Divide Big Jobs into Instant Tasks

Break the whole job into smaller tasks or “instant tasks.” You will have to work at this concept if you are a “practicing perfectionist.”

Turning a big project into small tasks is a great help! A job may be overwhelming, but when it is broken down it’s not so daunting.

For example, cleaning the refrigerator. Clean one shelf on Monday, one shelf on Tuesday, and so on. By the end of the week, the entire refrigerator will be clean, and it only took 10 to 15 minutes a day!

Use a Timer

One of the best investments you will make is a digital timer, preferably a triple timer. If you tend to get distracted or you have a hard time getting started, a timer keeps you on task. And knowing you only have to do something for 15 minutes helps you tackle a job.

Set a timer for your children and make a game out of picking up toys, cleaning rooms, and other chores. Reward them for jobs well done.

Become a List Maker

In my daily planner I (Emilie) have a list for almost everything I do—all the way from planning a tea for a group of friends to getting ready for a Christmas party. I save these notes so next time I can go back and review my comments. It’s a great way to start planning since you already have a good beginning.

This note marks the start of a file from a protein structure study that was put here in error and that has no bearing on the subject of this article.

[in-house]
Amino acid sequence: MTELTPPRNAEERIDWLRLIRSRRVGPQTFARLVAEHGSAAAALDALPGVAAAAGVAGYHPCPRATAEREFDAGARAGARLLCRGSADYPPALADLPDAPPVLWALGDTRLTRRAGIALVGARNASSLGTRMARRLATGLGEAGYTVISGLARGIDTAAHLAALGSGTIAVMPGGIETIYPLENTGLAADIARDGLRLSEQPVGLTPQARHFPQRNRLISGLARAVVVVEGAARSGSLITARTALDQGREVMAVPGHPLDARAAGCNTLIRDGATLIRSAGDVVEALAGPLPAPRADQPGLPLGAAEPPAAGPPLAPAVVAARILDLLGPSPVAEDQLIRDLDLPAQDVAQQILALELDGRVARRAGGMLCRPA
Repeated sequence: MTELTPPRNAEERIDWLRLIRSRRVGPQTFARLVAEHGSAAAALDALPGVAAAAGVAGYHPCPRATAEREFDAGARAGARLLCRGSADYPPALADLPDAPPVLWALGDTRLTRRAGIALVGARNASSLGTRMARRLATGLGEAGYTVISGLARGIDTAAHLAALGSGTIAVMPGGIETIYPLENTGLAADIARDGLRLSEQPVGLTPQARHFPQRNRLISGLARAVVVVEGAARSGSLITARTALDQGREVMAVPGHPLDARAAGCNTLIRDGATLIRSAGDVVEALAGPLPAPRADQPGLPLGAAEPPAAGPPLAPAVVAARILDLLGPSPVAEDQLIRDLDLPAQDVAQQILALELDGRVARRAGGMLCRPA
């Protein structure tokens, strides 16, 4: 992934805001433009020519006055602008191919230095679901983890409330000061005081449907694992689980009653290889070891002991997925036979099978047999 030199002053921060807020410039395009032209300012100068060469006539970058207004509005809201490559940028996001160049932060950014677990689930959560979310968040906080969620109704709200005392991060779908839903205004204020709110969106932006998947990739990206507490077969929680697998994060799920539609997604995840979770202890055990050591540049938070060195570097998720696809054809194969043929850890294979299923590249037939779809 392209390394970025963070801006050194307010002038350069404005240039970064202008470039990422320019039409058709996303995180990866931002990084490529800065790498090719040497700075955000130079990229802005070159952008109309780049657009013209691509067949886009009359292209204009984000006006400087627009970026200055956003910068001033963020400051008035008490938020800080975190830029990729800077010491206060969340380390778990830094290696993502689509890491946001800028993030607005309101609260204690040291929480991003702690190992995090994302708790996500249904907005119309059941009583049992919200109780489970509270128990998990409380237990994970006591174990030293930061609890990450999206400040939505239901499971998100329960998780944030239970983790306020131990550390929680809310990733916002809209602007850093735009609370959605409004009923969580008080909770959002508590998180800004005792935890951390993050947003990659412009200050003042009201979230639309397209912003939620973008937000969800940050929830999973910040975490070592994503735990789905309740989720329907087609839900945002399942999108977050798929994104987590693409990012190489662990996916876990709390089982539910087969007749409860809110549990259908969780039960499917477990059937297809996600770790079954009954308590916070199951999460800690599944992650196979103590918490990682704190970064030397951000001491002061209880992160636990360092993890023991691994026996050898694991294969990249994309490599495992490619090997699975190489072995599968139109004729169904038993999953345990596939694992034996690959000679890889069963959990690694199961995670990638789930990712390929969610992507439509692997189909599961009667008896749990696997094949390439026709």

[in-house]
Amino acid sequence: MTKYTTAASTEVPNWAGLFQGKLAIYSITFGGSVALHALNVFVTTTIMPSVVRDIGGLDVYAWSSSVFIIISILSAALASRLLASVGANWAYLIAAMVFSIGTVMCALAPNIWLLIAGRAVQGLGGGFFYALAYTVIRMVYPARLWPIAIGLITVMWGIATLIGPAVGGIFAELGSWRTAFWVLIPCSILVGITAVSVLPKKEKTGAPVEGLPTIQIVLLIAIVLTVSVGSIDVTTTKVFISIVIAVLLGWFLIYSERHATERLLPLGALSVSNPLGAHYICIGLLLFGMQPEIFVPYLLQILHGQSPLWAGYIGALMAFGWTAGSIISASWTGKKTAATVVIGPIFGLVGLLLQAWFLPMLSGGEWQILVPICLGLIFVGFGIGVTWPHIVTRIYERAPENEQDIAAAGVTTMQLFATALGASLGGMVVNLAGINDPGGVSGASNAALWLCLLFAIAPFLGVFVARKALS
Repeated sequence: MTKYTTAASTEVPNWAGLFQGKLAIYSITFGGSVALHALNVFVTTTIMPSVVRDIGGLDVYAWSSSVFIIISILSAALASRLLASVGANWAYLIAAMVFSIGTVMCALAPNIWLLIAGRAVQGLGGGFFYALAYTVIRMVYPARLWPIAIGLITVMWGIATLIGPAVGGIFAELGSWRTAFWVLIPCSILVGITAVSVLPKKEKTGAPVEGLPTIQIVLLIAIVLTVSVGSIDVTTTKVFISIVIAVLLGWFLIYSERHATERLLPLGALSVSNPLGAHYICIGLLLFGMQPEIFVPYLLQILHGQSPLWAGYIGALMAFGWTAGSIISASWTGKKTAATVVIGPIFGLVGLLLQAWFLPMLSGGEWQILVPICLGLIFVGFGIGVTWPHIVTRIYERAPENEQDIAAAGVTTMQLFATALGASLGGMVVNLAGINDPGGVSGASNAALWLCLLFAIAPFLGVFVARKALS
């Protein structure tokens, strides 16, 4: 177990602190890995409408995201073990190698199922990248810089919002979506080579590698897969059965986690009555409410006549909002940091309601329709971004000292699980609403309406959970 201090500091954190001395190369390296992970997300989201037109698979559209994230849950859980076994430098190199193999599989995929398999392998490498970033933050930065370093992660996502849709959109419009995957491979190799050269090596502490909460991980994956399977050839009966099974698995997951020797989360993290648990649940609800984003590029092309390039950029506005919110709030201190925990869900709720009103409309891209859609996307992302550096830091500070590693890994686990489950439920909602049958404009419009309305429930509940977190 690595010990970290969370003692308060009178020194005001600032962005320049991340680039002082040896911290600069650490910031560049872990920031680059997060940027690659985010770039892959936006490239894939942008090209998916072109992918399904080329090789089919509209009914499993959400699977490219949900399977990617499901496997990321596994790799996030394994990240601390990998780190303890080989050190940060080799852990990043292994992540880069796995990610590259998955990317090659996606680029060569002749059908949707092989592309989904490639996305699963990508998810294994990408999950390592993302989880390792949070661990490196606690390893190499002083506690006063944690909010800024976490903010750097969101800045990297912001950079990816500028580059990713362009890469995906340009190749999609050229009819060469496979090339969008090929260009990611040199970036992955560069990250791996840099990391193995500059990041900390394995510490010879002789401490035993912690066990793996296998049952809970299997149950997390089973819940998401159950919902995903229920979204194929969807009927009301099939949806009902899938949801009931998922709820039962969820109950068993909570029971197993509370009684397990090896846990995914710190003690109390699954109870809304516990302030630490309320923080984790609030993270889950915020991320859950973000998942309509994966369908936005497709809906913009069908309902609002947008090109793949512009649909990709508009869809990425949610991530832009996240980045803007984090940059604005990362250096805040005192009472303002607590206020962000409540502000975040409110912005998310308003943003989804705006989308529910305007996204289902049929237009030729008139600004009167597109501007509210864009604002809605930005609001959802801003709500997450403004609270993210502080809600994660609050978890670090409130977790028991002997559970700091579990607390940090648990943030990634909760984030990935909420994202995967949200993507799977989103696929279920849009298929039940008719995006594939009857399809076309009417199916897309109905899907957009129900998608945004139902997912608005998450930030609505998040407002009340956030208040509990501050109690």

You may want to get a journal or blank book for your project list making. Date them and then you have a point of reference for your next event or project.

(Traditional Catholic Monthly Planner printable here.)

Plan Your Errands

Do your errands at one time. You’ll be amazed at how much you can accomplish! Create your list and then organize by the order of your stops.

Arrange your errands in a big circle, moving from one place to the next, starting with the closest. Within a short time you’ll be back. With gas prices out of sight, this will save you money too.

Stop Procrastinating

Your to-do list will help you get started. Rev your engine and get in gear. Even if “traffic” isn’t flowing well, get moving. A car has to be moving in order for it to go somewhere. Start now!

It Doesn’t Have to Be Perfect

This goes hand-in-hand with procrastination—not wanting to do something if it’s not perfect. It’s nice to want things done right, but not if you’re crippled into inactivity. Besides, even if you know the difference, your friends and guests might not know or care. Some jobs don’t need perfection. No one is going to show up with white gloves.

Become a person who takes control of your time. With a little study you can turn “time-interrupters” into positive “time-savers.”

“This art of housekeeping is not learned in a day; those of us who have been engaged in it for years are constantly finding out how little we know, and how far we are, after all, from perfection. It requires a clever woman to keep house; and as I said before there is ample scope, even within the four walls of a house (a sphere which some affect to despise), for the exercise of originality, organizing power, administrative ability. And to the majority of women I would fain believe it is the most interesting and satisfactory of all feminine occupations.” -Annie S. Swan Courtship and Marriage And the Gentle Art of Home-Making

🧹 A housekeeping schedule to give you some ideas and to tweak to suit your needs….(not to stress you out!)